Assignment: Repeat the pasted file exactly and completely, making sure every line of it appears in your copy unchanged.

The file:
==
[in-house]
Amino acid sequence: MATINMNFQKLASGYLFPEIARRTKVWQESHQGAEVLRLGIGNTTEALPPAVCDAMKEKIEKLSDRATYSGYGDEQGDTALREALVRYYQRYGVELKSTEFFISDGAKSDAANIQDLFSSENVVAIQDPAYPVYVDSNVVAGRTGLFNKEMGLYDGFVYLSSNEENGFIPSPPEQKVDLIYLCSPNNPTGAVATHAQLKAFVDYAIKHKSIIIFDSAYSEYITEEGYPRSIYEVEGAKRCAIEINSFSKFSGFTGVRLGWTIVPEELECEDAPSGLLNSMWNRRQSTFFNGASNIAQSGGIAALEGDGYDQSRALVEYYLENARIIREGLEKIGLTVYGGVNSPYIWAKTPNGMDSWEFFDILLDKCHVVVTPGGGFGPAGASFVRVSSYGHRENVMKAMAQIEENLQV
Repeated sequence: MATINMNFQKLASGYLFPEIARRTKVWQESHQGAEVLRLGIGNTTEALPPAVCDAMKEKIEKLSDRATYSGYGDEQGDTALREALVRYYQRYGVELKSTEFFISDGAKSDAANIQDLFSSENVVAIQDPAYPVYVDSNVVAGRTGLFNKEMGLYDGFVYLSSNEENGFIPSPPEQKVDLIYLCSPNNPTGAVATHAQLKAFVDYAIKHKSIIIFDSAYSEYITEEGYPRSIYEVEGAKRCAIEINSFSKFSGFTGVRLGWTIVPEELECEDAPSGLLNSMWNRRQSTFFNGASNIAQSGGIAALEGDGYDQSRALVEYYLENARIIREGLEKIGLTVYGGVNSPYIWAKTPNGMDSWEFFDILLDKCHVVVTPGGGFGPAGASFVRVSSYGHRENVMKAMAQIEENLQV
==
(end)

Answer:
[in-house]
Amino acid sequence: MATINMNFQKLASGYLFPEIARRTKVWQESHQGAEVLRLGIGNTTEALPPAVCDAMKEKIEKLSDRATYSGYGDEQGDTALREALVRYYQRYGVELKSTEFFISDGAKSDAANIQDLFSSENVVAIQDPAYPVYVDSNVVAGRTGLFNKEMGLYDGFVYLSSNEENGFIPSPPEQKVDLIYLCSPNNPTGAVATHAQLKAFVDYAIKHKSIIIFDSAYSEYITEEGYPRSIYEVEGAKRCAIEINSFSKFSGFTGVRLGWTIVPEELECEDAPSGLLNSMWNRRQSTFFNGASNIAQSGGIAALEGDGYDQSRALVEYYLENARIIREGLEKIGLTVYGGVNSPYIWAKTPNGMDSWEFFDILLDKCHVVVTPGGGFGPAGASFVRVSSYGHRENVMKAMAQIEENLQV
Repeated sequence: MATINMNFQKLASGYLFPEIARRTKVWQESHQGAEVLRLGIGNTTEALPPAVCDAMKEKIEKLSDRATYSGYGDEQGDTALREALVRYYQRYGVELKSTEFFISDGAKSDAANIQDLFSSENVVAIQDPAYPVYVDSNVVAGRTGLFNKEMGLYDGFVYLSSNEENGFIPSPPEQKVDLIYLCSPNNPTGAVATHAQLKAFVDYAIKHKSIIIFDSAYSEYITEEGYPRSIYEVEGAKRCAIEINSFSKFSGFTGVRLGWTIVPEELECEDAPSGLLNSMWNRRQSTFFNGASNIAQSGGIAALEGDGYDQSRALVEYYLENARIIREGLEKIGLTVYGGVNSPYIWAKTPNGMDSWEFFDILLDKCHVVVTPGGGFGPAGASFVRVSSYGHRENVMKAMAQIEENLQV